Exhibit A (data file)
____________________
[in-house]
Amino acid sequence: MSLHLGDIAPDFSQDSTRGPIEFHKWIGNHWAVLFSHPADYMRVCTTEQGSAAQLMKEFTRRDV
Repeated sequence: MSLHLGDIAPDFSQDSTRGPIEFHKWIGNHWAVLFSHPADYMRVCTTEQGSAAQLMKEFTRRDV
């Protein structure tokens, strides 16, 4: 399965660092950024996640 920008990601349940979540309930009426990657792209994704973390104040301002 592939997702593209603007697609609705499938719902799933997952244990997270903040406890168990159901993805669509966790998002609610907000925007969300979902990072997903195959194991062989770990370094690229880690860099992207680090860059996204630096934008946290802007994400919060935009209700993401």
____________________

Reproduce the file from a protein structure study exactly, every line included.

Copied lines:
[in-house]
Amino acid sequence: MSLHLGDIAPDFSQDSTRGPIEFHKWIGNHWAVLFSHPADYMRVCTTEQGSAAQLMKEFTRRDV
Repeated sequence: MSLHLGDIAPDFSQDSTRGPIEFHKWIGNHWAVLFSHPADYMRVCTTEQGSAAQLMKEFTRRDV
């Protein structure tokens, strides 16, 4: 399965660092950024996640 920008990601349940979540309930009426990657792209994704973390104040301002 592939997702593209603007697609609705499938719902799933997952244990997270903040406890168990159901993805669509966790998002609610907000925007969300979902990072997903195959194991062989770990370094690229880690860099992207680090860059996204630096934008946290802007994400919060935009209700993401």